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Yesterday the Wall Street Journal had a story about how DNA samples are being shared with law enforcement and other companies by companies that make DNA testing kits.  The article chronicles how FamilyTreeDNA allowed the FBI to useDNA data to solve particularly hideous crimes, including a rape investigation that led to the so-called Golden State Killer.  The report also tells of a Web site called GEDmatch, on which people can upload their DNA results they obtained from commercial companies to see if they can find relatives, saying the site's terms of service allows law enforcement to use the data as well.

In an age where there is no expectation of privacy -- as people blithely share the intimate details of their life on social media and when cameras are everywhere, and peoople even trust their DNA to the US Mail -- the article probably doesn't come as much of a surprise.  More and more people are giving away their most personal information that companies make a profit on with impunity.  All they need is a line or two that nobody reads in their terms of service, and they are free to see you to the world.  That's why those annoying ads seem to follow you everywhere you go in the Internet.

The companies claim that using this information personalizes your experience, so their buying, selling, and sharing of you is a good thing.  What they do is a lot like what identity thieves and stalkers do.  At best it personalizes your experience.  But to many people that feels like a bad thing.  It is creepy, definitely creepy.  And when you think how these companies are making millions of dollars by selling and using the information you freely shared how can you not feel like a chump?  A dope who said, oh yeah, this is valuable stuff, here.  Hey Google, you're not rich enough, so here, use my data.

I recently wondered why, when I had gone to the trouble of changing my Facebook settings to not personalize the ads they show me, I was still getting ads for mostly things I had already bought or at least looked at.  It turns out that advertisers can match up my data with my Facebook account without breaking the rule, because the private data doesn't originate from Facebook.  Although it might originate there if trolls read my posts (my settings say they're not supposed to be able to see them) and I say something about some product or something that might be related to a company that wants me to see their ads.  The companies I bought stuff from are supposedly doing the sharing.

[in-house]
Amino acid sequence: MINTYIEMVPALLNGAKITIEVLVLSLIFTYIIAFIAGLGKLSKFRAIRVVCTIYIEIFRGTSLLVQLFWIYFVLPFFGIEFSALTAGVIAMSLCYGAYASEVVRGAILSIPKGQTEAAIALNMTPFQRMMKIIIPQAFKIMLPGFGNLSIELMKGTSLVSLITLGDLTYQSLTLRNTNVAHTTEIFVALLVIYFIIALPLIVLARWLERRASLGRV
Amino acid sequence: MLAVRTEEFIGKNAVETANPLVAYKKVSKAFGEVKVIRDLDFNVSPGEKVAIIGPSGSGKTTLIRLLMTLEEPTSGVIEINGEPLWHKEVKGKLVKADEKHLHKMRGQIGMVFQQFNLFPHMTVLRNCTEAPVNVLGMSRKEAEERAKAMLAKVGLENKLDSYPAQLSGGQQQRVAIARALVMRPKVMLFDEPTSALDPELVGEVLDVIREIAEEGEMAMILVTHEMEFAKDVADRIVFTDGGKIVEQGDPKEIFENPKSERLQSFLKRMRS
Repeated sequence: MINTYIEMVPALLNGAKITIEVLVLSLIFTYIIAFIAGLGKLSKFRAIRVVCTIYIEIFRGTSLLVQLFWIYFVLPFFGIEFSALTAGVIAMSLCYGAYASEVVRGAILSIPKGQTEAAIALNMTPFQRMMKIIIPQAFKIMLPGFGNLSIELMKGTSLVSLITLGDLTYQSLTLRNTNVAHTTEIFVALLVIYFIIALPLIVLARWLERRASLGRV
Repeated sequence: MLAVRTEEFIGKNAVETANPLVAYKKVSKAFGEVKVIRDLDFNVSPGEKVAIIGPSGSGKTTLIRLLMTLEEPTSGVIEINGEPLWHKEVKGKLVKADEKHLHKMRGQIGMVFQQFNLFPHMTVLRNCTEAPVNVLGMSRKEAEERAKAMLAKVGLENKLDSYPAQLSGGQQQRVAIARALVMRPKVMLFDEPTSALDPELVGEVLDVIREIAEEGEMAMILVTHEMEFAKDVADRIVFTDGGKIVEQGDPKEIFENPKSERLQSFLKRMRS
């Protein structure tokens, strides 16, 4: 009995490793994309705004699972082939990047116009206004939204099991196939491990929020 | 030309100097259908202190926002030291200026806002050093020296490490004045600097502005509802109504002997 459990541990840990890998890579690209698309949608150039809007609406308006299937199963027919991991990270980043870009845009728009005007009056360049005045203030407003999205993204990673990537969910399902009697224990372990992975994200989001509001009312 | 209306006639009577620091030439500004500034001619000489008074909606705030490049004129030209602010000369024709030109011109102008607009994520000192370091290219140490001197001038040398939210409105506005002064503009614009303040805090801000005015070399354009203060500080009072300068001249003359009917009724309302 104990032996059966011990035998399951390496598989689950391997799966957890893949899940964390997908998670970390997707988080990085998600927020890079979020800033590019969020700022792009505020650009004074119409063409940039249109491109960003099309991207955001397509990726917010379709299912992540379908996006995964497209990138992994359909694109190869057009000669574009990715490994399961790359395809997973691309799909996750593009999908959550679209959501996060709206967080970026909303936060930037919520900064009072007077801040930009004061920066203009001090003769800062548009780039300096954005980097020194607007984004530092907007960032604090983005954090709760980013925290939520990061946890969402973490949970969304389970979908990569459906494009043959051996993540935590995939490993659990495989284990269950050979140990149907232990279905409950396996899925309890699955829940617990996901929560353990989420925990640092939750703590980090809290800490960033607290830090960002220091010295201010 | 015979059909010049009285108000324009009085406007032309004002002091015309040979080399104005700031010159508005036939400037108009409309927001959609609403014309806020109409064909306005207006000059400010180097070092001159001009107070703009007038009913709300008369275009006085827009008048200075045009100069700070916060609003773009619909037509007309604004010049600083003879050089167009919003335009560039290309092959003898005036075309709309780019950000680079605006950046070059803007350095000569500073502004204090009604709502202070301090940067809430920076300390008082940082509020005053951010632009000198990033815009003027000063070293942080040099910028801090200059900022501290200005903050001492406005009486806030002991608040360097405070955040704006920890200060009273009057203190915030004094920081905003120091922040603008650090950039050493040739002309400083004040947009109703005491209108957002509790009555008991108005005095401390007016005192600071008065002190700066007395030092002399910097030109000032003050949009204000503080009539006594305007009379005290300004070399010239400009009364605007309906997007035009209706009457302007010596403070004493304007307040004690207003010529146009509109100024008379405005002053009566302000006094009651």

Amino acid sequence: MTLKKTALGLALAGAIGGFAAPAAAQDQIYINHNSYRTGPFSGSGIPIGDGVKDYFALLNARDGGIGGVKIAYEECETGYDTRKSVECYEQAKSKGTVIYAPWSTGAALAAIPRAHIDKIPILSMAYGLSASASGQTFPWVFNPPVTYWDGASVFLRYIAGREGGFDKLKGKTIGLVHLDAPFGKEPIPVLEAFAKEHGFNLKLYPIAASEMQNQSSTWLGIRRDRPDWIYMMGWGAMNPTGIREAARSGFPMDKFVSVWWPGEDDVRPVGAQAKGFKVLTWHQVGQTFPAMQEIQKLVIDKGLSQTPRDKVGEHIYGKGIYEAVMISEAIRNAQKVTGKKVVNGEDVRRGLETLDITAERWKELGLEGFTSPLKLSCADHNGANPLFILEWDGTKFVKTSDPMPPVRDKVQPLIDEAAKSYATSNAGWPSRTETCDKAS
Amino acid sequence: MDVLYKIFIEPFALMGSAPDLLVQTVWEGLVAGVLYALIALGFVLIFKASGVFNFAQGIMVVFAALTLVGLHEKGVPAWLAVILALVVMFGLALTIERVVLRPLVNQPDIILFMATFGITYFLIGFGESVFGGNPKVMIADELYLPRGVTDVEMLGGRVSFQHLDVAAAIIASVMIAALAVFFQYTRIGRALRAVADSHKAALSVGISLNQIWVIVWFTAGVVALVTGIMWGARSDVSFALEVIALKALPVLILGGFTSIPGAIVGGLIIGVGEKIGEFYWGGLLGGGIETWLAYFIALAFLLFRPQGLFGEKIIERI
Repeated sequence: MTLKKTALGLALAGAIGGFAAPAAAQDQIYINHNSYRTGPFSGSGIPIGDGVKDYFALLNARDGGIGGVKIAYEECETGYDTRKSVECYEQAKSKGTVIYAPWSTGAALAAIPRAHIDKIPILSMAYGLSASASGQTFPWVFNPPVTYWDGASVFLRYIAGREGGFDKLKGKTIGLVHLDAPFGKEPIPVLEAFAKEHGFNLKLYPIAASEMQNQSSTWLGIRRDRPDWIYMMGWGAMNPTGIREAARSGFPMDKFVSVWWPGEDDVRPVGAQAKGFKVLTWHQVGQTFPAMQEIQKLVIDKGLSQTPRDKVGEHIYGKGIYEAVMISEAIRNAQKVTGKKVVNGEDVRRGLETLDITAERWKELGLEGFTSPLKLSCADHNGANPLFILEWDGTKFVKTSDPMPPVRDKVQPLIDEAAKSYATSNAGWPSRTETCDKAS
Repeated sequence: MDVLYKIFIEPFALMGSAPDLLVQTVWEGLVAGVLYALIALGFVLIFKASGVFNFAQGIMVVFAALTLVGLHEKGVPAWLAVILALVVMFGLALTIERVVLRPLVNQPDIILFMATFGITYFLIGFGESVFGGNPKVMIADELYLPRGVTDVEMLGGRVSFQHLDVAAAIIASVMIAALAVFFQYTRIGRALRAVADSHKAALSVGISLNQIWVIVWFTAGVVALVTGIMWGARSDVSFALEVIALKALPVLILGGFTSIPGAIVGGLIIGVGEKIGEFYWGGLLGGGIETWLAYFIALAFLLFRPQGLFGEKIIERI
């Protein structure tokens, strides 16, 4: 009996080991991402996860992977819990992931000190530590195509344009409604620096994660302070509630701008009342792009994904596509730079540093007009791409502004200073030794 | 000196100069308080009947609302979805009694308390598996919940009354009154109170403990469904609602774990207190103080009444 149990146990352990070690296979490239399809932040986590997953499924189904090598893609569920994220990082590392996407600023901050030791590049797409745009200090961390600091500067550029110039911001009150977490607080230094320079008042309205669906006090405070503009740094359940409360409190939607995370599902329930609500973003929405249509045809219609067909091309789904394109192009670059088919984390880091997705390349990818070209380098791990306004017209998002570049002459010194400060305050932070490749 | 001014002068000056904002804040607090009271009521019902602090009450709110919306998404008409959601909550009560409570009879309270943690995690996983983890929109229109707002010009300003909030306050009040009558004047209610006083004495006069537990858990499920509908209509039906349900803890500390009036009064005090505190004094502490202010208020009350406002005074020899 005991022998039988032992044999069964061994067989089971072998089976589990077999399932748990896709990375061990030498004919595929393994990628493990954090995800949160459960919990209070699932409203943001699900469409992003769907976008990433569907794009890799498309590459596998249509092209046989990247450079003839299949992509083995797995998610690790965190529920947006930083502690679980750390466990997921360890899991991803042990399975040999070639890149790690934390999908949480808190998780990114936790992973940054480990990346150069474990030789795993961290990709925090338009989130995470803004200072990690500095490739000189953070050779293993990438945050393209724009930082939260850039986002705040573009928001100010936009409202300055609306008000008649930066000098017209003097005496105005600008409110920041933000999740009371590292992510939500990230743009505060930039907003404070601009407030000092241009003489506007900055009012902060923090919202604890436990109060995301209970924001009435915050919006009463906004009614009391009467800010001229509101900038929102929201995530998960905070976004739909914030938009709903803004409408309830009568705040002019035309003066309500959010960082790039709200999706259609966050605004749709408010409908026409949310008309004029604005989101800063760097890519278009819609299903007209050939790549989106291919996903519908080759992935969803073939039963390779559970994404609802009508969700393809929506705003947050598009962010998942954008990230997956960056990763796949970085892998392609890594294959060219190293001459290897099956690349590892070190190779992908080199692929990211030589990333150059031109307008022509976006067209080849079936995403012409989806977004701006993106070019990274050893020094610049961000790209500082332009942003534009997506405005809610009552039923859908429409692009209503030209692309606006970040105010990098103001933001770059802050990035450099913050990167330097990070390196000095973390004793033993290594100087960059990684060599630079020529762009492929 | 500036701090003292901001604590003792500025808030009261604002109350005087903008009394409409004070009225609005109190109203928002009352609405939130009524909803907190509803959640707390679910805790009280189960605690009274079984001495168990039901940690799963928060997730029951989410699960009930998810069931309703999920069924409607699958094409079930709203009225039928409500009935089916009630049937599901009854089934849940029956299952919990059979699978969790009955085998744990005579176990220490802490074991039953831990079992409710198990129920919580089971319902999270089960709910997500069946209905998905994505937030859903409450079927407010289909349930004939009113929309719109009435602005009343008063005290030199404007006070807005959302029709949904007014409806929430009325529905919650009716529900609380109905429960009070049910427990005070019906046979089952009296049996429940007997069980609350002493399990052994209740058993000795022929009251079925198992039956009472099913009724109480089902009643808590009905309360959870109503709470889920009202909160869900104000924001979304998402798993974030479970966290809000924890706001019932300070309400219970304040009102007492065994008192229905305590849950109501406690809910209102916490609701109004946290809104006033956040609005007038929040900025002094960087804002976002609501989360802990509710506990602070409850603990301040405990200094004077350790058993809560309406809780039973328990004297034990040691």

My last Facebook post said, "It’s proving impossible to run out of ants."  I am hoping not to have to see ant spray ads.  Yecch.  I'll admit to ant genocide taking place at my house, but that doesn't mean I like it or want to think about it while reading cousin Betty's latest exploits or watching a video of a kitten with its head stuck in a jar.  If I do start seeing ads like that I suppose it would confirm my deep seated distrust of Facebook (which also extends to Google and like companies).  By the way, at my age I have pretty much run out of aunts.  You can never have enough aunts.  I'd gladly trade all my ants for an aunt or two.

It's difficult to keep your life private without sharing something these days.  The purpose of social media is to share.  And that isn't inherently a bad thing.  But as with anything that could be awesomely good (computers, and email, for example) someone is inevitably going to put it to bad use and ruin the good for everyone (hackers, and spammers, for instance).

DNA is even more personal than your social security number.  This current fad of sending some DNA off to a company to get a generic reading on where you came from is mostly bogus, from what I have read about these test results.  Even if it isn't, the idea of placing something so intimately personal in the hands of a modern day corporation doesn't seem very prudent.  HIPPA doesn't apply to

The trick to maintaining what little balance is possible in modern times is to think before hitting the send button.  Are you giving a part of yourself away?  Is it a part you want to part with?  Or the extreme approach would be to delete your Internet presence, then don't do anything on the Internet, or use credit cards, especially online.  That's it, live in a remote cabin in the woods, wear a plaid shirt, only buy supplies with cash...  wait a minute... that's a serial killer... that's worse than a stalker, right?

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